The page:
Constanze Stelzenmueller, Brookings Institution
Sergio Fabbrini, LUISS University
 

Roundtable 3 Attitudes Towards Immigration and Ethnic Diversity in Minority Nations
Funded by the Institute for Research on Public Policy (IRPP), a Montreal-based think tank.

Time 1400-1530 - Friday 28 August

Location Room B-2245 Jean-Brillant

Growing international migration constitutes a tremendous challenge for contemporary democracies, no more so than for minority nations. Among the challenges, in many cases, is for the latter to convince immigrants to adopt a language that is only spoken by a minority of the population of their new country. The challenge is not, however, only one of integration of immigrants. It is also, in some cases, one of acceptance of immigration from the native-born population. Since minority nations often stress their unique culture and language, newcomers who speak different languages and have different cultural traits may be perceived as a cultural threat, contributing to anti-immigrant backlash. Moreover, considering that newcomers are often more likely to express loyalty to the central state than the subnational one (Bilodeau et al. 2010), they may be viewed as a political threat by those among the native-born population that support independence of the minority nation.

We currently know too little about what accounts for the attitudes of citizens towards immigration in minority nations. More specifically, few studies have explored the respective impact of factors such as national identity, feelings of cultural threats or support for independence on attitudes towards immigration (although see Escandell  and Ceobanu, 2009; Turgeon and Bilodeau, 2014)

This Roundtable will focus on the following questions: Do population in minority nations entertain positive or negative attitudes toward immigration and ethnic diversity more broadly? What factors structure attitudes toward immigration in minority nations? And are such factors different than factors structuring attitudes toward immigration in majority nations?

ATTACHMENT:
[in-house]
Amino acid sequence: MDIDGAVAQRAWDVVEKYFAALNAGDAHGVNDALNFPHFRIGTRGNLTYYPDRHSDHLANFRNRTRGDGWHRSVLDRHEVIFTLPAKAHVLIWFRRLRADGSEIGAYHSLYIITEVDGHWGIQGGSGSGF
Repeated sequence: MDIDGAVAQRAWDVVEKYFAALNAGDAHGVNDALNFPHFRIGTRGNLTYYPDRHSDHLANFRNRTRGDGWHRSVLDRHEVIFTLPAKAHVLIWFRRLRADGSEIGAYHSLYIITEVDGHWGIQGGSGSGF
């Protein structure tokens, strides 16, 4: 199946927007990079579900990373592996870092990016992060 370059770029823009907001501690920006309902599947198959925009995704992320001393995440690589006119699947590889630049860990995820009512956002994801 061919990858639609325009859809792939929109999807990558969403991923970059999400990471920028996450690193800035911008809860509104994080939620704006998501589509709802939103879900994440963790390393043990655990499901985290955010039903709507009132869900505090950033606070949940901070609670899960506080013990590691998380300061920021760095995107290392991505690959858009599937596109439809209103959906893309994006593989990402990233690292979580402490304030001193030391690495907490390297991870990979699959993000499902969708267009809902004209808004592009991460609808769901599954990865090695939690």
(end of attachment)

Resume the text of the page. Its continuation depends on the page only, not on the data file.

The Roundtable will start with a presentation by A. Bilodeau and L. Turgeon based on a new study on attitudes toward immigration and ethnic diversity in Quebec. This study is drawn from the Provincial Diversity Project, a survey of 10,000 Canadians from all provinces, including oversamples of young Canadians from all regions. The survey contains a rich battery of questions on attitudes toward immigration and ethnic diversity as well as key variables to potentially understand the roots of such attitudes in the context of minority nations such as Quebec.

Three other participants will share their expertise, reflection and own research findings on the topic in other countries/regions and also react to the findings presented by A. Bilodeau and L. Turgeon. 

  • Xavier Escandell (University of Northern Iowa): migration, ethnicity and nationalism in Europe more specifically focused on Spain
  • Alain-G Gagnon (UQAM):  Québec and ethnic diversity

Chairs
Antoine Bilodeau, Concordia University
Luc Turgeon, University of Ottawa

Speakers
Antoine Bilodeau, Concordia University 
Luc Turgeon, University of Ottawa
Eve Hepburn, University of Edinburgh
Xavier Excandell, University of Northern Iowa
Alain-G Gagnon, Université du Québec à Montréal

 

 

"Nothing in politics is ever as good or bad as it first appears" - Edward Boyle